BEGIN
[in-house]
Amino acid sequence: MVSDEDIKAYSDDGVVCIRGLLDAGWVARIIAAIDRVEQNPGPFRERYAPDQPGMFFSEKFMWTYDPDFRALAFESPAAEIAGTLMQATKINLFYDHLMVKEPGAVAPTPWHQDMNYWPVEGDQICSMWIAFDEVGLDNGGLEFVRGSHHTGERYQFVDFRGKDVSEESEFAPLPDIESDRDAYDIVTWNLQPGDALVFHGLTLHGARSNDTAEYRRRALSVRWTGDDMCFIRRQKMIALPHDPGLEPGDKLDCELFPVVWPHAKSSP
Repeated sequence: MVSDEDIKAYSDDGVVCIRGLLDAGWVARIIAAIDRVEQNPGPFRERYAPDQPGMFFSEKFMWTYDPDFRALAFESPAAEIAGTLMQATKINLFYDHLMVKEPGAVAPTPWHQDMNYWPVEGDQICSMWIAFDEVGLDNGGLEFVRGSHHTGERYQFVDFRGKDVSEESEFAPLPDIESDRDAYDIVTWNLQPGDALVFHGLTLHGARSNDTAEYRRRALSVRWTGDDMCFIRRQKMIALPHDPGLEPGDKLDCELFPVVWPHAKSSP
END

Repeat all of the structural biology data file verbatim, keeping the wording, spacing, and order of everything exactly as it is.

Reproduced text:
[in-house]
Amino acid sequence: MVSDEDIKAYSDDGVVCIRGLLDAGWVARIIAAIDRVEQNPGPFRERYAPDQPGMFFSEKFMWTYDPDFRALAFESPAAEIAGTLMQATKINLFYDHLMVKEPGAVAPTPWHQDMNYWPVEGDQICSMWIAFDEVGLDNGGLEFVRGSHHTGERYQFVDFRGKDVSEESEFAPLPDIESDRDAYDIVTWNLQPGDALVFHGLTLHGARSNDTAEYRRRALSVRWTGDDMCFIRRQKMIALPHDPGLEPGDKLDCELFPVVWPHAKSSP
Repeated sequence: MVSDEDIKAYSDDGVVCIRGLLDAGWVARIIAAIDRVEQNPGPFRERYAPDQPGMFFSEKFMWTYDPDFRALAFESPAAEIAGTLMQATKINLFYDHLMVKEPGAVAPTPWHQDMNYWPVEGDQICSMWIAFDEVGLDNGGLEFVRGSHHTGERYQFVDFRGKDVSEESEFAPLPDIESDRDAYDIVTWNLQPGDALVFHGLTLHGARSNDTAEYRRRALSVRWTGDDMCFIRRQKMIALPHDPGLEPGDKLDCELFPVVWPHAKSSP